Another point that I’d like to make in this short article is that we need to go with our own strengths in programming. There are no magical exercises, regardless of what other people say. Research shows that jump training and Olympic lifting produce similar results (Hackett, Davies, Soomro, & Halaki, 2016). In my opinion, and it’s just my opinion, when people start talking about specificity of the Olympic lifts for sprinting and jumping, what is more specific to sprinting and jumping than sprinting and jumping? When mentioning the overloads, can you not add resistance in various force vectors to sprinting and jumping?

Here is my point. It’s not that one is better than the other. They are different means to enhancing the explosive ability of the athlete. A coach does not have to perform Olympic lifts with their athletes. If they have no background in Olympic lifting and have not taken courses in how to coach and perform the exercises, it may be counterproductive to the athlete’s development, and not only may injury occur, but they may get slower as a result of the incorrect performance. Good technique in squatting, deadlifting, jumping, and sprinting will be eliciting enhancements in speed and jumping ability far better than a poorly performed clean.

In essence, the coach can perform an exercise that is simpler and possibly in their repertoire of coaching ability. Bottom line: If the exercise can be well coached, it will be more likely to enhance results to as great an extent as possible.

Also along those lines, only use progressive overload on an exercise that the athlete can do competently. If the athlete can only perform a squat morning with a barbell on their back (instead of a back squat), change the exercise. It doesn’t matter if it’s a front squat or trap bar deadlift, they’ll see similar results in their training in terms of speed and jumping ability.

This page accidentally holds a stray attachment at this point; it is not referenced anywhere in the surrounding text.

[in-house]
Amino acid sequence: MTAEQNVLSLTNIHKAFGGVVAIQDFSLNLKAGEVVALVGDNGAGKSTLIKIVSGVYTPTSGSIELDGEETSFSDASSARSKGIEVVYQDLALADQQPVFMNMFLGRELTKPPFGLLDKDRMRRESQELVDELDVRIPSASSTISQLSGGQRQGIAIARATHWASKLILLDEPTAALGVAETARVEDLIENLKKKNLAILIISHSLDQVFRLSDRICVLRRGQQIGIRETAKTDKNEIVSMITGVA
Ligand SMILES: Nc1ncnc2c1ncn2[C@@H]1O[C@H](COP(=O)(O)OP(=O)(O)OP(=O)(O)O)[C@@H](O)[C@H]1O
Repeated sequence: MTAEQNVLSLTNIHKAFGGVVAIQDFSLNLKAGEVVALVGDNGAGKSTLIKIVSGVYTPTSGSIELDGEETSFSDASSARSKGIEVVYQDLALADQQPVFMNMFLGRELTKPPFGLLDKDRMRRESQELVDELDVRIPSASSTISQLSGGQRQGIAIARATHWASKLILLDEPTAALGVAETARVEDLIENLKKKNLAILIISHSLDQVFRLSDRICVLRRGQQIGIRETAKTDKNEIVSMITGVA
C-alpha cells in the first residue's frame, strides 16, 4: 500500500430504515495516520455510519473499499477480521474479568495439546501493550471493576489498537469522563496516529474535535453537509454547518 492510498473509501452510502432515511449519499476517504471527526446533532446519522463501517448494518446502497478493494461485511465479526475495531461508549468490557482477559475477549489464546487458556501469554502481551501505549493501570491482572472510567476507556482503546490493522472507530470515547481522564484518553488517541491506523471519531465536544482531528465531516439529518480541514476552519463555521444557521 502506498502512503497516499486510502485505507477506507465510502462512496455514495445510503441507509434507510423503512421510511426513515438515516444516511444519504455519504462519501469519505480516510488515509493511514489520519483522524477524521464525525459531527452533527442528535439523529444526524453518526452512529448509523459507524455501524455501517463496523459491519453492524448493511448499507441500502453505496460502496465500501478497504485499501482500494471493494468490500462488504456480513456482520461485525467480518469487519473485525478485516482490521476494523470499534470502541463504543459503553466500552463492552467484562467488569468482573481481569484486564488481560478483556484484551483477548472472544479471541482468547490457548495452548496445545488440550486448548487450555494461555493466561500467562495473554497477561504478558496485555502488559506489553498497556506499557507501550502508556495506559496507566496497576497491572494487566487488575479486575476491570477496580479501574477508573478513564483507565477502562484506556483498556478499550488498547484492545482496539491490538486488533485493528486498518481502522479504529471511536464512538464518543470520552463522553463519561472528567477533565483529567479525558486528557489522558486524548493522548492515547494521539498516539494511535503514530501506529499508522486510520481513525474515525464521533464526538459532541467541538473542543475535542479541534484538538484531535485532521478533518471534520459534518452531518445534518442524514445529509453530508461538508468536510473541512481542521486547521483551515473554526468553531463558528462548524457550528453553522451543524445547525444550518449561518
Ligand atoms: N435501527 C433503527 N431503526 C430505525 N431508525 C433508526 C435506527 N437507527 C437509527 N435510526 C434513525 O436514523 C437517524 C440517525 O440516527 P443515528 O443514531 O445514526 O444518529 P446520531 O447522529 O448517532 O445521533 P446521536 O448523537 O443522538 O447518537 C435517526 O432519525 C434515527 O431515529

While some argue against this and think there is a vast difference in the exercise selection on results, I will beg to differ. Outside of the sports of powerlifting and Olympic lifting, the weight training is a general physical preparedness activity. As such, the transfer will be roughly the same regardless of what the movement is.

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At one point in time with a group of athletes, I had to change from barbell back squat to trap bar deadlift due to the fact I couldn’t get in the weight room. With my background in powerlifting, I was very nervous about the outcomes of the training cycle. If we weren’t squatting, how could we possibly get injury risk reduction and performance enhancement? At the end of the cycle, the gains in speed and jumping ability and the subsequent injuries in the playing season did not differ at all from any previous training cycle.

While some will make the argument to me of the Rhea study (Rhea et al., 2016), it is my opinion that this is as a result of joint angle specificity rather than the back squat in and of itself. It also was done in trained athletes, so realize that un-trained or lesser-trained athletes results will vary. I bring this up, as transfer of the GPP will be highest in athletes of lesser-trained qualifications, so specificity of joint angles may not matter much for them.

There are many ways to skin a cat, as the old adage says. The best ways to do it depend on several things: your experience, the athlete’s ability, and what the athlete is ready for now. It’s not a magic exercise; it’s about progressive overload and being specific with your training means. Do what you know and what you feel comfortable teaching, regardless of what everyone else says is best. Never stop learning, though, because the more things you can coach well, the more likely you are to continue to see results over the long term.

Also, let’s have some humility. Sometimes I think that people tend to go hog wild negatively speaking of a video as it is a means to boost their own ego. If you require putting someone down to lift yourself up, you really need to check where you are getting your self-worth from. Let’s put down the petty ways and find ways to build each other up to be a stronger profession.


  1. Hackett, D., Davies, T., Soomro, N., & Halaki, M. (2016). Olympic weightlifting training improves vertical jump height in sportspeople: a systematic review with meta-analysis. British Journal of Sports Medicine, 50(14), 865–872.
  2. Rhea, M. R., Kenn, J. G., Peterson, M. D., Massey, D., Simão, R., Marin, P. J., … Krein, D. (2016). JOINT-ANGLE SPECIFIC STRENGTH ADAPTATIONS INFLUENCE IMPROVEMENTS IN POWER IN HIGHLY TRAINED ATHLETES, 17(1), 43–49.